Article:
3. Media Room Seating Here’s a great idea for that small room you don’t know what to do with. The low-slung pit seating arrangement in the Loft’s loungey media room is actually a standard king-sized mattress surrounded by an upholstered wooden frame and loaded up with plush contrasting pillows. “It’s a cross between a platform bed and an elongated daybed,” says Brockman. “We use specially treated fabric made by Crypton, which is popular because of its stain resistance.” The material is available at local upholstery shops or online at cryptonfabric.com; pricing per 54-inch-wide yard starts at $45. To get a similar look sans mattress, investigate Blackjack Sectional modular systems at CB2 (3757 N. Lincoln Ave. and 800 W. North Ave., 773-755-3900; cb2.com). A four-piece armless grouping in top-stitched black cotton will set you back $1,600.
4. Television and DVD Projector The media room functions as a home movie theatre, with a wall-mounted unit projecting DVDs or television shows onto the opposite wall. Create the same effect at home with a digital light projector (DLP), but only if there’s at least eight feet of depth to work with, says Brian Post, chief executive of LouisClark, designers and installers of high-tech entertainment centers (2000 Greenleaf St., Evanston, 847-864-0271).
“The last thing you want is to have to move your head from side to side because you’re sitting too close,” he says. Windowless rooms work best, and he suggests Goo Systems’ Screen Goo paint ($200 for kit, available at LouisClark) for the wall-it was engineered with a high concentration of pigment in a specific gray tint that helps to reflect light correctly, similar to a screen. Post likes the InFocus brand of DLPs, whose models start around $1,500 and can go up to $20,000 for triple-chip projectors.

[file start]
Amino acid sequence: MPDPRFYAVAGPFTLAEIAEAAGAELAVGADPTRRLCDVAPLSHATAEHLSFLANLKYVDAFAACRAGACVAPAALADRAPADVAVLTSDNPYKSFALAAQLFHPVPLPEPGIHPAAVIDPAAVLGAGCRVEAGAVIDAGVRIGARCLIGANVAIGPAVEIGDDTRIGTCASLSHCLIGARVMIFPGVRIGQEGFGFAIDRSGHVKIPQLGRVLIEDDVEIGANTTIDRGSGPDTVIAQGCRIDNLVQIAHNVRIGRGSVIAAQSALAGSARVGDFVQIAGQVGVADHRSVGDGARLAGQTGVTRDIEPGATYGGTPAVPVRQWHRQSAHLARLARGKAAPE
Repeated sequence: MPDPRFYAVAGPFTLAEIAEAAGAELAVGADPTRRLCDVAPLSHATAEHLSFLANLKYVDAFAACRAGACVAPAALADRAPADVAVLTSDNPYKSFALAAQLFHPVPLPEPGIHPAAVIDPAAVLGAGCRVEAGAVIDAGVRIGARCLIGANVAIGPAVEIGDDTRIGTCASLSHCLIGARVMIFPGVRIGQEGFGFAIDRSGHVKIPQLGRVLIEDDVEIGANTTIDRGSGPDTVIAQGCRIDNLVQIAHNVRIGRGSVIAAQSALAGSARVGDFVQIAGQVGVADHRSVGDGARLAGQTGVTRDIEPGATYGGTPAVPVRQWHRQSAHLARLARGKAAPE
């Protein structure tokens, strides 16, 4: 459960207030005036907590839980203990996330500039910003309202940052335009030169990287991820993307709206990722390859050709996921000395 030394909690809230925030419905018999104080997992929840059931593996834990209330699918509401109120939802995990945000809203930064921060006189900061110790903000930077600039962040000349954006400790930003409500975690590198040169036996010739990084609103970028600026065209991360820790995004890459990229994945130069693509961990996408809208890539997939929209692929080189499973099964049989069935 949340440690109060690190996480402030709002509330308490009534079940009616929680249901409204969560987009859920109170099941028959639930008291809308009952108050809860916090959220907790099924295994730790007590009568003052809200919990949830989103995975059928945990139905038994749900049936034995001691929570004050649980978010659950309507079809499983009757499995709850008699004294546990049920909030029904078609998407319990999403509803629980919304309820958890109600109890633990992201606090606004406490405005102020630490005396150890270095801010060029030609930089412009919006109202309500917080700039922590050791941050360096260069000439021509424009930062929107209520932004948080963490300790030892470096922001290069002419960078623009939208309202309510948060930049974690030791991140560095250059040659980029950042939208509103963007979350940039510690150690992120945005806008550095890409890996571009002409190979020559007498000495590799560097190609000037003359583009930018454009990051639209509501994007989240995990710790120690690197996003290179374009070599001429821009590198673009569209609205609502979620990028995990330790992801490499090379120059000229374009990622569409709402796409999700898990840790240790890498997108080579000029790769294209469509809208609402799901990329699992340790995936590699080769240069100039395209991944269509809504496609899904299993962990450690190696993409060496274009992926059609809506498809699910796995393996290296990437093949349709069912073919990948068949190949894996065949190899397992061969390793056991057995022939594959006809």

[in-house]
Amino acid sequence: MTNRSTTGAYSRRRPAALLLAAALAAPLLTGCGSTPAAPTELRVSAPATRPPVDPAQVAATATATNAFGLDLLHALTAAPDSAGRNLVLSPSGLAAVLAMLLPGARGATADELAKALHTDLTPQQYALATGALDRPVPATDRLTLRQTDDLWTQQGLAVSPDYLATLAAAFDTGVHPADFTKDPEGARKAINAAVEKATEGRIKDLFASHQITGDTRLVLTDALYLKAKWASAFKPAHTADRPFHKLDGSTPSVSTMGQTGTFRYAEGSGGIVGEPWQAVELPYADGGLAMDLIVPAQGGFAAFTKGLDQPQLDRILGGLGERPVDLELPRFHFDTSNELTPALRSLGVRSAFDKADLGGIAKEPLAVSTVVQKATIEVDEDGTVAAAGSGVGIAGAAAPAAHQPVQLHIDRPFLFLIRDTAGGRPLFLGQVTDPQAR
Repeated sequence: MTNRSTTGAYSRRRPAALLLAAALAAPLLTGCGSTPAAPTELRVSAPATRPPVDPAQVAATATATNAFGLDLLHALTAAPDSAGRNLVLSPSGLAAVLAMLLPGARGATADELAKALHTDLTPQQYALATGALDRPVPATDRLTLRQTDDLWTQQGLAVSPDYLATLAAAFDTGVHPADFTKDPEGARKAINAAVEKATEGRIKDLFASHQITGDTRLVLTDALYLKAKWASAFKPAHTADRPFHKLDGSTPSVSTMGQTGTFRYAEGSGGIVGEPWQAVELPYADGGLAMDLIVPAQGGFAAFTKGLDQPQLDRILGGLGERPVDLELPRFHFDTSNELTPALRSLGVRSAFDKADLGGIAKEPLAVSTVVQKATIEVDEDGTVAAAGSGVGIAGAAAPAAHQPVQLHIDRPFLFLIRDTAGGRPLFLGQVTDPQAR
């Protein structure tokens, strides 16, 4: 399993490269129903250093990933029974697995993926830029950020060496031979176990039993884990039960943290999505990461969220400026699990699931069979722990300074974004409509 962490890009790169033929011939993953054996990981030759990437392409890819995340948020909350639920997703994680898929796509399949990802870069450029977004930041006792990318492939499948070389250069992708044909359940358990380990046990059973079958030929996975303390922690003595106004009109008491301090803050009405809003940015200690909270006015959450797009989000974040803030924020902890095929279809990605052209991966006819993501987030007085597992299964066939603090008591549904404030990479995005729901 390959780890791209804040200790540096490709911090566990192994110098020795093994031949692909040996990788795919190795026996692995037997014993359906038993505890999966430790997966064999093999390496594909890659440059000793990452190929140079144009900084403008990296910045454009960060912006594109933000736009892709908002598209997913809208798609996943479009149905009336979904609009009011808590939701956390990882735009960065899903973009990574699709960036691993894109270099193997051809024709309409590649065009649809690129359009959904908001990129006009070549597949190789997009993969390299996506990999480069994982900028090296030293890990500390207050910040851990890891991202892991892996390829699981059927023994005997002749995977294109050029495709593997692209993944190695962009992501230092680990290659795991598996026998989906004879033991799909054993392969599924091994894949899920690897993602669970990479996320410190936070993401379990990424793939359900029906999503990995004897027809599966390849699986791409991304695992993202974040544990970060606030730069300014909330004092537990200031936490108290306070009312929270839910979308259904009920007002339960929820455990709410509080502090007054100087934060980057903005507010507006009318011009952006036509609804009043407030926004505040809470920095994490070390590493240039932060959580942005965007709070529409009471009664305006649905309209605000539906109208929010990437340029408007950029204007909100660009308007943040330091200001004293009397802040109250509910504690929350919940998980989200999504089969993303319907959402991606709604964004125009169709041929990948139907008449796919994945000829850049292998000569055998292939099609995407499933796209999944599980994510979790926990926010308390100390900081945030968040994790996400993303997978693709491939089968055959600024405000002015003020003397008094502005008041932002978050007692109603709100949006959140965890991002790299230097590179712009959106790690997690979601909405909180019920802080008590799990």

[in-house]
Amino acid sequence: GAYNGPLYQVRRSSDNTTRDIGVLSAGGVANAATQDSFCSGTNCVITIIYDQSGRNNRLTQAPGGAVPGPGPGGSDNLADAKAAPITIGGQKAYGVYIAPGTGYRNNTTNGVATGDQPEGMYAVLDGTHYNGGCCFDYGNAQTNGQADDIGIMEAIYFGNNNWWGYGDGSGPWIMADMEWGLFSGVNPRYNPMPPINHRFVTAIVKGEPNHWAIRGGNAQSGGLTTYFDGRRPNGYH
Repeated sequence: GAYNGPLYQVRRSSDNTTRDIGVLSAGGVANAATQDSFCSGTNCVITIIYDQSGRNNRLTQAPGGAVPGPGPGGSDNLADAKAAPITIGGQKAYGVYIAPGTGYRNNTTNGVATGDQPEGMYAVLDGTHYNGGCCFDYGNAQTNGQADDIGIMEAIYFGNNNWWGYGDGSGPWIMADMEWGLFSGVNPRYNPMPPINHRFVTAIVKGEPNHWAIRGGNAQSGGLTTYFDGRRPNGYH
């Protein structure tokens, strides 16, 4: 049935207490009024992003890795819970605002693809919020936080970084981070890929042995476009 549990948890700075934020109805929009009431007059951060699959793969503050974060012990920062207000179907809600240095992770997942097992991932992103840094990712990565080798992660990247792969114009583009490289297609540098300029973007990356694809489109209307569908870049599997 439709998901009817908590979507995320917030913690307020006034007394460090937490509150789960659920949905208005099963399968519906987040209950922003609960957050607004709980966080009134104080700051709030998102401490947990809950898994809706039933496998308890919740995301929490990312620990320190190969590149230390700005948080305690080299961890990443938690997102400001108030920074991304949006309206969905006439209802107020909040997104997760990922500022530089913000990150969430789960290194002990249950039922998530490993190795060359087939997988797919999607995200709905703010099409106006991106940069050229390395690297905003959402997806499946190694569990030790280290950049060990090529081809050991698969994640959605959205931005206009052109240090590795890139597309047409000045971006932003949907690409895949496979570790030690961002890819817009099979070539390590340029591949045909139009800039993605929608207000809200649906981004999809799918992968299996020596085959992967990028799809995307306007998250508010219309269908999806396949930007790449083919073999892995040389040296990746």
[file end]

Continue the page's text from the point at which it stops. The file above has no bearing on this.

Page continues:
5. Photo Wall A crisp image of tree trunks commands attention in the James’s stairwell. “Nature is an important design inspiration, so we have this photographic wallpaper carried up through the core of the hotel, representing changing seasons in a birch forest,” says Wilson. A professional photo house can blow up your own images to create affordable, jaw-dropping effects at home.
Large-scale photo printing has two steps, explains Amelia Kieras of the Pixel Mint (350 N. Ogden Ave., 312-733-8558). First you need a high-resolution file from either a scan or a digital camera, which Pixel will then enlarge with computer software. “The software is making up information to fill in between the pixels,” says Kieras. “The image can get grainy at that size, but that can be a good look, depending on viewing distance."
A 43-by-67-inch print is $198 (Pixel can roll out prints up to 100 feet long); two or more duplicates are $99 each. The murals can be mounted with any paintable dry adhesive; small pieces can be printed on a specialty paper with an adhesive back for an additional 25 percent fee. If you’re not ready for your own close-up just yet, creativewallcovering.com offers a large selection of photo murals that are ready to apply like wallpaper. Slap up a six-by-nine-foot bamboo grove for $70, and you’ll be dreaming of mai tais in no time.
Photography: Matthew Gilson